Electric vehicles and the necessity of quiet: It’s a public health thing.

Traffic noise isn’t just annoying – it’s damaging to our health. Electric vehicles can help.

The public health case for electric vehicles more or less makes itself. But while much of the conversation around EVs tends to focus on their emissions reduction credentials, these vehicles also bring another major health benefit that perhaps doesn’t get the attention it deserves: they’re quiet.

That might sound somewhat trivial in comparison to fighting climate change or cutting smog and soot pollution in our cities, but it’s actually kind of a big deal. Traffic noise is extremely harmful – second only to air pollution in its impact on public health, according to the World Health Organization.

Regular exposure to the drone of road traffic can lead to impaired mental health, chronic insomnia, depression and anxiety. It increases the risk of cardiometabolic diseases, including arterial hypertension, coronary artery disease and Type 2 diabetes, and has been linked to cardiovascular diseases and strokes, as well as early death from these and other causes. (One study found that city-dwellers exposed to the most noise pollution are 22% more likely to die from coronary heart disease than those exposed to the least.) Studies have highlighted a “significant association” between noise and atrial fibrillation (a kind of arrhythmia, or irregular heartbeat), which can increase the risk for heart failure, blood clots and stroke. There’s even evidence that noise exposure can increase our risk for obesity.

These findings are important, particularly for the 45 million Americans who live in close proximity to a road or other transport infrastructure. In fact, research suggests that anyone who lives and/or works in an urban area is frequently exposed to unhealthy levels of noise. The regular background hum of a typical American city, the majority of which comes from traffic, is an average of 60 decibels – enough to cause increased blood pressure, stress, concentration loss and sleep fragmentation, all of which put us at increased risk of a range of other health conditions.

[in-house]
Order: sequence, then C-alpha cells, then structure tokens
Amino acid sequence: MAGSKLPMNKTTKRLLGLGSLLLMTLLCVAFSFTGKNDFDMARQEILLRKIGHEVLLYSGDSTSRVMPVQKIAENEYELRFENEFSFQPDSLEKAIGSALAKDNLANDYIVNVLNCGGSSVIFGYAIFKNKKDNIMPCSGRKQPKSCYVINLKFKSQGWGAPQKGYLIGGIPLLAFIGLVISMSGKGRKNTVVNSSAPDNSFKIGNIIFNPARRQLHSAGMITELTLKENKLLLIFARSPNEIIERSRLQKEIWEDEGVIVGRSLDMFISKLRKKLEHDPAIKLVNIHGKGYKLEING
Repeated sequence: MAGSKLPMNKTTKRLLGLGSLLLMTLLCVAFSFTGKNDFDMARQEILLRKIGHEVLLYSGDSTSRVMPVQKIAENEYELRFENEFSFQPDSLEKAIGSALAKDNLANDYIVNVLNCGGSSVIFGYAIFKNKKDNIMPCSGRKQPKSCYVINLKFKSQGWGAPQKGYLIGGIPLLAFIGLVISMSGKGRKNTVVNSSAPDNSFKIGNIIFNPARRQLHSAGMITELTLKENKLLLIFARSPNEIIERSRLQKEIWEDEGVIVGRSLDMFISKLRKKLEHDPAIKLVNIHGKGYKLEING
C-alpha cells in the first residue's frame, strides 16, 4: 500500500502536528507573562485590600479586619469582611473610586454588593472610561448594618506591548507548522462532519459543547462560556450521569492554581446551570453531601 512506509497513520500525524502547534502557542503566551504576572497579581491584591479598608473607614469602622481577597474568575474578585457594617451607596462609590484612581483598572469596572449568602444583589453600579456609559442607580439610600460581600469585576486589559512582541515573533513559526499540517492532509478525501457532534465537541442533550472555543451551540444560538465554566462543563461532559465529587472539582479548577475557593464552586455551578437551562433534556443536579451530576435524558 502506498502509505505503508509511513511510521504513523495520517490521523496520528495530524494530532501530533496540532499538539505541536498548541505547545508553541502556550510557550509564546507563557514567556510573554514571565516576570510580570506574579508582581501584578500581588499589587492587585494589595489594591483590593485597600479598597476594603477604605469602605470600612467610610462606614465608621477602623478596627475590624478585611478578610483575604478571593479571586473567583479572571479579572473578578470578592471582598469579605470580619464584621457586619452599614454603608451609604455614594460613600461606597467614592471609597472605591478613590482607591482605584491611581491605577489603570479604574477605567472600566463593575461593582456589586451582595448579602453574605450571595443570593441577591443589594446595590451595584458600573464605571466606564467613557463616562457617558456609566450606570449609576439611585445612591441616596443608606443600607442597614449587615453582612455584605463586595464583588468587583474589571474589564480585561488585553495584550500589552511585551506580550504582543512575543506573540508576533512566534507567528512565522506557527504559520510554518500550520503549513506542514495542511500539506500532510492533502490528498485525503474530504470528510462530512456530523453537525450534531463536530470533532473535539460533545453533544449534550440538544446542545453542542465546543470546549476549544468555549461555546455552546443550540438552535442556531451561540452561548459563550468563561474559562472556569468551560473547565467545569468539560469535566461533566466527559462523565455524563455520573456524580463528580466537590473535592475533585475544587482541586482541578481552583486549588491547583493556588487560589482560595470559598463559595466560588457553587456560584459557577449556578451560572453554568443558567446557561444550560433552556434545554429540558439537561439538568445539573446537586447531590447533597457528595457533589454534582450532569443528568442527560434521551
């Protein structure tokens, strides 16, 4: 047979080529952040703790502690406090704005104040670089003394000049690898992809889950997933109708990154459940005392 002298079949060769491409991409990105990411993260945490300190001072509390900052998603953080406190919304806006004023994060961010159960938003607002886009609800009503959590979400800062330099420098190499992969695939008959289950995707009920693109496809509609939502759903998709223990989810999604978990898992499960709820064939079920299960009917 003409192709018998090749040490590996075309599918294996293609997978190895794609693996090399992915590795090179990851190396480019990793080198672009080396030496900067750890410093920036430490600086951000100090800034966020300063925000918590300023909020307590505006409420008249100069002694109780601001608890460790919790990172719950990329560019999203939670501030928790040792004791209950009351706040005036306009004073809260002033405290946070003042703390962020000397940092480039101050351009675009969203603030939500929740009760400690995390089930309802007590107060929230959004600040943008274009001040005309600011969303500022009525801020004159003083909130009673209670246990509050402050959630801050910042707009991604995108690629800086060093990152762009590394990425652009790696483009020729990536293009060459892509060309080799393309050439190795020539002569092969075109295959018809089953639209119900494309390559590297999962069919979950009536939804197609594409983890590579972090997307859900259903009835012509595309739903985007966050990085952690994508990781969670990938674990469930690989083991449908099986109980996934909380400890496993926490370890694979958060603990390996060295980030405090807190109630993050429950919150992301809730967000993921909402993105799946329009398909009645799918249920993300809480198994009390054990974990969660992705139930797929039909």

Most of us know that there are personal choices we can make to guard against self-inflicted noise-related harm (don’t listen to loud music through headphones, kids – and make sure to wear earplugs at concerts), but high levels of everyday environmental noise are something forced upon us – in large part as a function of a transportation system built around the internal combustion engine.

As fossil fuel-powered vehicles gradually become things of the past, noise levels in our cities, especially in city centers and residential neighborhoods, will drop. Much of the sound from cars traveling at high speeds comes from wind and tire noise, so the benefits of a switch to EVs may not be as great in areas near busy freeways (at least, not until diesel- and gas-powered trucks have been replaced with electric ones – more of the sound from trucks traveling at speed comes from the engine). But at the kinds of speeds traveled by cars and buses in residential areas, most of the noise from an internal combustion engine vehicle comes from the engine itself. At these speeds, electric vehicles are virtually inaudible.1

Of course, there are other forms of low-carbon transportation that are also virtually silent – walking and cycling, for example. But while the long-term priority of 21st century transportation policy must be to reduce our reliance on motorized transportation altogether, switching to EVs is a significant and necessary step toward mitigating the damage done by fossil-fuel-powered vehicles and enabling all of us to live healthier – and quieter – lives.

Picture: Charlotte Stowe via Unsplash.



  1. The absence of engine noise in EVs engenders certain obvious safety issues, and EV manufacturers have explored various ways of addressing them.↩︎



James Horrox

Policy Analyst, Frontier Group

James Horrox is a policy analyst at Frontier Group, based in Los Angeles. He holds a BA and PhD in politics and has taught at Manchester University, the University of Salford and the Open University in his native UK. He has worked as a freelance academic editor for more than a decade, and before joining Frontier Group in 2019 he spent two years as a prospect researcher in the Public Interest Network's LA office. His writing has been published in various media outlets, books, journals and reference works.

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